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Deep In It

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My dog Matika was restless so we had to do something.  Okay, maybe I was a little restless, too, having stayed indoors doing literary work for a week or more.  At any rate, we headed for Aldis Hill the other day despite the weather.

I had hoped for a daylong excursion in the mountains but a morning snow shower nixed that.  The prospect of a forty-minute, white-knuckle drive each way along greasy roads did not appeal to me.  Better to stay close to home and leave the bigger outing for a sunny day.  So I headed for the hill.

We hiked up Aldis Hill as a light snow shower tapered off to the occasional flurry.  Almost immediately I regretted not having a pair of Yaktrax with me –  a simple device that slips over each boot, providing traction on icy surfaces.  A couple inches of fresh snow concealed the hazardous conditions underfoot.  Last weekend’s melt-off had turned the hill into a great mound of ice.  Oh well.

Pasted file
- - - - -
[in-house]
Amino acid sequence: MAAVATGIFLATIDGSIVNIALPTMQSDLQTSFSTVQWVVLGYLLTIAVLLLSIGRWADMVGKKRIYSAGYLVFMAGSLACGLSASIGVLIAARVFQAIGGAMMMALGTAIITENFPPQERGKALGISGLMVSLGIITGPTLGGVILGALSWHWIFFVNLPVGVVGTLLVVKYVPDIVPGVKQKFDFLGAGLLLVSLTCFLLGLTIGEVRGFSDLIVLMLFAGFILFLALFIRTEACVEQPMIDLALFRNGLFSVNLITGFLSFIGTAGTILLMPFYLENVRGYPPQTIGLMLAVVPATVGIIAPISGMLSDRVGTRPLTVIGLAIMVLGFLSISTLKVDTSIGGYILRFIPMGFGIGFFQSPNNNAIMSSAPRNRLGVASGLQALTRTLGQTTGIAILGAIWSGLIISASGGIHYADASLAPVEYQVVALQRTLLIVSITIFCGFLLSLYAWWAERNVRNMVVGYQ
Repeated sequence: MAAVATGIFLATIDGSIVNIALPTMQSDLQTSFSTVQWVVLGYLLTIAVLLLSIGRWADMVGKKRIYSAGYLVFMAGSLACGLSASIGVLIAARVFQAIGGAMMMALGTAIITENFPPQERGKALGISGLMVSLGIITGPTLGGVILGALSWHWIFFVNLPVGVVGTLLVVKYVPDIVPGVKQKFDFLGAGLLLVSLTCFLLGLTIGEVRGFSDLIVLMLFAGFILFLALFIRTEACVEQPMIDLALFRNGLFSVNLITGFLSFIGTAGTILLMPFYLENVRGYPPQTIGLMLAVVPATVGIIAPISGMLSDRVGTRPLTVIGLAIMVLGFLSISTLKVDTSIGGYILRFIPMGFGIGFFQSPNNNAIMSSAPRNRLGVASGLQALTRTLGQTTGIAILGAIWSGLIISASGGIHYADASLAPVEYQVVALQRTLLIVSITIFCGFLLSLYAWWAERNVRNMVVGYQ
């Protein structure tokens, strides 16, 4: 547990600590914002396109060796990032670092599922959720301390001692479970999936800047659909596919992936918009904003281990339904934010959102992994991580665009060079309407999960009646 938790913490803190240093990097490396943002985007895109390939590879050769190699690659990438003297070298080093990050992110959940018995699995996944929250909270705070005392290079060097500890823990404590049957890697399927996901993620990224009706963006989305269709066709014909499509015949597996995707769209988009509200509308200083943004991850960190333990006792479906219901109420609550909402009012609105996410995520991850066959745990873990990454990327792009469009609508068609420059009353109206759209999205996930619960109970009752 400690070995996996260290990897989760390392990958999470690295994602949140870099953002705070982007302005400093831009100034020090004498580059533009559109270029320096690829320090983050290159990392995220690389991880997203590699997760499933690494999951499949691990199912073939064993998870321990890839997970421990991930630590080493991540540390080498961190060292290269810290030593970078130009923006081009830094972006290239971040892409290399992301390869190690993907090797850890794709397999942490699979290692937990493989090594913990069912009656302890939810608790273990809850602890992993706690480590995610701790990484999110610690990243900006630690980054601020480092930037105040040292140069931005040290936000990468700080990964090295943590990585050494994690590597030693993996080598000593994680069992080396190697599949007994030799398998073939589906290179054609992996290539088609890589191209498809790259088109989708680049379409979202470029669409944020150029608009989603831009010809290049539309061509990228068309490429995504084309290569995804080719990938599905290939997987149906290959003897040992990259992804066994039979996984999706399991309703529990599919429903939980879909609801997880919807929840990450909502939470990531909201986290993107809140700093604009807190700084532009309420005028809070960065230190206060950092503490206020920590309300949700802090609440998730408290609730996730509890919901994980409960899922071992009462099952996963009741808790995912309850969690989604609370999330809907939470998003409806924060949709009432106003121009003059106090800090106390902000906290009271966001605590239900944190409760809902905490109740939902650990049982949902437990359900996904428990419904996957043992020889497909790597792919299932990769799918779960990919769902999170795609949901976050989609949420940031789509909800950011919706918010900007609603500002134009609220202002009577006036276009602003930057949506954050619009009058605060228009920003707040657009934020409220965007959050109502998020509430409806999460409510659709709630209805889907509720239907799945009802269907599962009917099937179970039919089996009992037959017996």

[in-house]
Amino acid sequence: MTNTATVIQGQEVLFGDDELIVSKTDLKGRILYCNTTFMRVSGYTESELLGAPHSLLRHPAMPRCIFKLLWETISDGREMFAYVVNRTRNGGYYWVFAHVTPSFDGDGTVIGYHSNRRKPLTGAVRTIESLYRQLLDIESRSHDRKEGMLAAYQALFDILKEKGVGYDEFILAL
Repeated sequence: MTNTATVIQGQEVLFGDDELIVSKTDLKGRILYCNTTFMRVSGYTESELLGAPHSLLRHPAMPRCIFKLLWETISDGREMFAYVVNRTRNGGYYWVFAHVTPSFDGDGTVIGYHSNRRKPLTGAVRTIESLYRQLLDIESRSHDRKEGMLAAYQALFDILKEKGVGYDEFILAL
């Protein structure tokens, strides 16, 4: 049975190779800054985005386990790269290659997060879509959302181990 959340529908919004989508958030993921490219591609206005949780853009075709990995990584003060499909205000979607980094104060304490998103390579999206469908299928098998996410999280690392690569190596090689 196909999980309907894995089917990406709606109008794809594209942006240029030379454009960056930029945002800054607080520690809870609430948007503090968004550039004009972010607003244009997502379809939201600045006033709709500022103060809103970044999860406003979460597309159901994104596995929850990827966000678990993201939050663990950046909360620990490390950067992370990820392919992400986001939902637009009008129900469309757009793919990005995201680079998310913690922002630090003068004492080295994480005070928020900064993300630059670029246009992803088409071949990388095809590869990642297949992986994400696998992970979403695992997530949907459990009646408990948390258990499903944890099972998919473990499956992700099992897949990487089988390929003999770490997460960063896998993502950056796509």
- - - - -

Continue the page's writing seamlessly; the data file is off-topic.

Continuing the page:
Matika didn’t care.  She ran through the woods all smiles, as sure-footed as a mountain goat.  I hobbled along, paying more attention to where I stepped than to the surrounding snow-covered woods.  Near the top of the hill, I stopped long enough to enjoy the view eastward towards French Hill.  And that’s when it struck with full force:  deep in it now.  Deep into winter and there’s nothing to do now but endure.  A fortnight past the Solstice, the days are getting longer, yes, but it’ll be another month before that’s noticeable.  Until then it’s the deep freeze with long dark evenings, a lot of shoveling, and difficult driving.

Descending the hill was even more treacherous than ascending it.  I caught myself wishing for a lot more snow so that I could break out my snowshoes.  That’s how woods walkers like me embrace winter.  Those whose moods run closer to the surface glide down slopes on skis, but some of us would rather slog along, sinking half a foot into the white stuff with each step.    What the hell, if it’s going to be winter we might as well be waist-deep in it.

Matika doesn’t care.  Winter, spring, summer or fall, it’s all good to her.  Dogs are even better than children at being in the moment.  But I am more than half a century old, think too much, and am always looking ahead.  So I dream of warmer, sunnier days even as the cool, fresh air fills my lungs.